PAINTING 2: Mixed Media
Part 1 – Physical and Visual Texture
The two artists I have chosen to explore in relation to the visual texture of paint are Peter Doig (1959 - ) and Edouard Vuillard (1868-11940)
I would like to start by mentioning the following two quotes, the first from Vuillard and the second from Marcel Proust. Vuillard painted familiar scenes and interiors and Doig painted what he regards as incidents (as opposed to accidents) things he regarded as part of someone else’s experience.
‘Why is it in the familiar places that the mind and the sensibility find the greatest degree of genuine novelty?’ 1
Marcel Proust: ‘As habit [or familiarity] weakens every impression, what a person recalls to us most vividly is precisely what we had forgotten, because it was of no importance and [we] had therefore left [it] in full possession of its strength’ 2
It seems that both painters feel that familiar events and things in life are the most interesting. In painting the ‘familiar’ the artist also taps into the collective sub conscious that Jung talks of, and in doing so their subject matter automatically resonates with the observer because of that ubiquitous familiarity.
In terms of style, however, their styles differ yet in terms of the visual mark making technique, they are similar. Doig uses oil as his medium and his compositional style often includes the triple horizontal division of landscape painting to reveal something considered mystical and sometimes sinister.
The House that Jack Built depicts the central motif, the house as highly textured with coloured bricks, black face like windows and white trees offering a tracery screen which is so familiar in Doig’s work. Above and below are textured elements which form a type of shutter and Doig felt that they look as though they might close and erase the central motif. The colours used are predominantly red which gives the house a sinister look. We are left wondering what happened here, was it a druggy den, the venue for a murder, or a house that ended up as a ruin through adverse financial circumstances? Perhaps alluding to a final unwritten line in the nursery rhyme.
Doig uses overpainting, grattination, what looks like sponging, dripping, smearing, perhaps chalking, but he does not use the texture of the paint, but defines the texture using these techniques. The rhythmic brickwork in the bottom third is worked over smudged and dripped paint. The top third is abstract and is predominantly a mixture of red and black marks, possibly sponged.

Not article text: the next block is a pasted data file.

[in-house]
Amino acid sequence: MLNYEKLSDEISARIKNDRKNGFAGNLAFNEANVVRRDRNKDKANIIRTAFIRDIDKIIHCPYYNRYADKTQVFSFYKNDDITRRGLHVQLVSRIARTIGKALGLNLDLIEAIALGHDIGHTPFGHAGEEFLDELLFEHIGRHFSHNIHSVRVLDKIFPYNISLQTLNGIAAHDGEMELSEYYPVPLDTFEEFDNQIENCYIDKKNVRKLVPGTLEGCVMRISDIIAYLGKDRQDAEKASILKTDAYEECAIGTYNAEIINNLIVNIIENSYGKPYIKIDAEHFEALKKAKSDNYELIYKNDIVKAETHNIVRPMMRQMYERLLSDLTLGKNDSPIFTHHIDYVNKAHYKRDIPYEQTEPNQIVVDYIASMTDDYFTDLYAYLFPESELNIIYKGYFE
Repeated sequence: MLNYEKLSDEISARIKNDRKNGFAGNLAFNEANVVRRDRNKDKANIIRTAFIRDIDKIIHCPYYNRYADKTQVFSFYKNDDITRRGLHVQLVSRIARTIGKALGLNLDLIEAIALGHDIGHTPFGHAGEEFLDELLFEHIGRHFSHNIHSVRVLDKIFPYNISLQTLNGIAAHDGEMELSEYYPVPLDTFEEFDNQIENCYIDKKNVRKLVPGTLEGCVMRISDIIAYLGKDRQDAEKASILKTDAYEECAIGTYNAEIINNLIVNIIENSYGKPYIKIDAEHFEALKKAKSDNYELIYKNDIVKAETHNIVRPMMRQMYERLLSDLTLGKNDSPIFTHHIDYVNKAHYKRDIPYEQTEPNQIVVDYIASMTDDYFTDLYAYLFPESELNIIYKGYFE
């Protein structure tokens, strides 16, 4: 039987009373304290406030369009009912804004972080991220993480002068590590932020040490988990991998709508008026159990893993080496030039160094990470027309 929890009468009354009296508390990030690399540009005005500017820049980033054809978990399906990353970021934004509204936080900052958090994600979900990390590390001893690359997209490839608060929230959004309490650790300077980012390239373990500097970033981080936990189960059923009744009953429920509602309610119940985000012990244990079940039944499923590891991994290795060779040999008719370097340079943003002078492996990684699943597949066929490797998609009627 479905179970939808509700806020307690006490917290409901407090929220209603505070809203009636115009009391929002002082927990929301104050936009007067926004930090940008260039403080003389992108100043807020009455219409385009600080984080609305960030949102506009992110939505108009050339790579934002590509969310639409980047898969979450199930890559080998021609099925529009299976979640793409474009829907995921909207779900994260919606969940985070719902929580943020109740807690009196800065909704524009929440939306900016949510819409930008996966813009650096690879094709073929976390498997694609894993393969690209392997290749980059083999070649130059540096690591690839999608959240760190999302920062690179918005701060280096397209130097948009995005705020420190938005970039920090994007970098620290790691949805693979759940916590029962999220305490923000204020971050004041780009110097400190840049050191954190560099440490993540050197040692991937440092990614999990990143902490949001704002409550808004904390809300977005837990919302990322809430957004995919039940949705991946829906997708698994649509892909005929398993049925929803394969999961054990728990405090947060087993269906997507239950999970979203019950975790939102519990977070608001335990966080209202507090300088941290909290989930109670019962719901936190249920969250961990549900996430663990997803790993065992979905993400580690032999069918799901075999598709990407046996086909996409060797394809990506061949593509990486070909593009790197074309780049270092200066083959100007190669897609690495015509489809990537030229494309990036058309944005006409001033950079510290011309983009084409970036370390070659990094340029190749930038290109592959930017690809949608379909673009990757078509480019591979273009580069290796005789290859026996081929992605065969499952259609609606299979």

Another of Doig’s paintings which illustrates the use of mark making as texture is demonstrated in his painting Swamped, oil on canvas of 1990.
Colour is used to dramatic effect and broken tree stumps cover the swamp. A tracery of white trees on the right overlays a moon. The frequently used canoe motif is painted in smooth white paint to present a ghostly appearance. The rendition of the painting again asks a question, is that a body slumped in the canoe or just some provisions, why is the canoe floating un-tethered? The texture and colour provides the drama and gives us clues. Doig’s paint is frequently thinned down considerably, so there is no impasto employed. Doig uses, tracery, spattering, mottling, sweeps and layering to produce visual texture, which in this painting is only relieved by the canoe itself, which is depicted in plain white paint. Doig often used white paint either in outline or as blobs of paint and has become known as “snow”. He frequently using it as a screen beyond which the subject of the painting appears.
Vuillard, who was painting approximately one hundred years prior to Doig, uses visual texture in similar ways to Doig, and employs lateral and vertical divisions. He was one of the Nabi artists along with people such as Bonnard, Maurice Denis, and Roussel, whose work was very similar, using visual pattern and tone as texture.
Vuillard uses the tracery of tree branches in much the same way as Doig, his patches of sunlight are also just that, patches rendered flat in yellow and green small marks. He also uses tree trunks as a compositional device as Doig does, some of which are textured. The texture of the boys linen shirt on the left is almost criss-crossed in white, his trousers are plain black with no modelling, as are the distant ladies silhouettes. There is also a slight suggestion of the “snow” effect often seen in Doig paintings. He relies on tonal affects to indicate the sunlit patches and shadows.
Where Vuillard differs is in the expression of the subject, it is not sinister, more amusing as the two boys perhaps hide from their nanny. Also Vuillard used a mixture of distemper and glue, or à la colle,3 not oil paint and leaves it unvarnished and therefore matt. Vuillard would scrape this off if it became too thick.
In Dressmaker’s Workshop of 1892 Vuillard treats us to a confection of texture and mark making in the dresses, the wallpaper and the floor, indeed they almost become abstract, just as Doig’s work hovers on the line between abstraction and representation.
The extensive mark making is offset by the occasional plain unmodulated black, as in the bodice of the lady on the left, which is a counter-change against the white door behind. The tone of the colours adds to the interest and contrasts with the patterns on the canvas that is divided vertically giving rhythm to the painting, accentuated by the stripes on the dress second from the right. It is a feast of visual texture. The scene was undoubtedly a familiar one at the time and there is no suggestion of the mysterious, just an everyday scene. The “familiar” subject was something that both artists considered to be an area with the most interest.